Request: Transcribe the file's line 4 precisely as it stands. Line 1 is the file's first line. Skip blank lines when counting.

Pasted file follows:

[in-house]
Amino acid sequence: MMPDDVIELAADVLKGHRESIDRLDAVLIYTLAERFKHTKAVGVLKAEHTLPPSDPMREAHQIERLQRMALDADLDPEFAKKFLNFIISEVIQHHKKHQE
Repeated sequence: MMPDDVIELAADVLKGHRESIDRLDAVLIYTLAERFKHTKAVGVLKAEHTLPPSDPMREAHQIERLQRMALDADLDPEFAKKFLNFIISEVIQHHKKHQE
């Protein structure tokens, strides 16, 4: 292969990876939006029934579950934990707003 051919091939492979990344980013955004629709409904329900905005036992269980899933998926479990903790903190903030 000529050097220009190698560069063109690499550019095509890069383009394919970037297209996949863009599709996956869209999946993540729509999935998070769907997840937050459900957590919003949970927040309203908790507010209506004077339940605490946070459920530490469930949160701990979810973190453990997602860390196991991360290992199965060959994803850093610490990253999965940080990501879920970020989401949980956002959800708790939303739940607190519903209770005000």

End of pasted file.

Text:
């Protein structure tokens, strides 16, 4: 292969990876939006029934579950934990707003 051919091939492979990344980013955004629709409904329900905005036992269980899933998926479990903790903190903030 000529050097220009190698560069063109690499550019095509890069383009394919970037297209996949863009599709996956869209999946993540729509999935998070769907997840937050459900957590919003949970927040309203908790507010209506004077339940605490946070459920530490469930949160701990979810973190453990997602860390196991991360290992199965060959994803850093610490990253999965940080990501879920970020989401949980956002959800708790939303739940607190519903209770005000």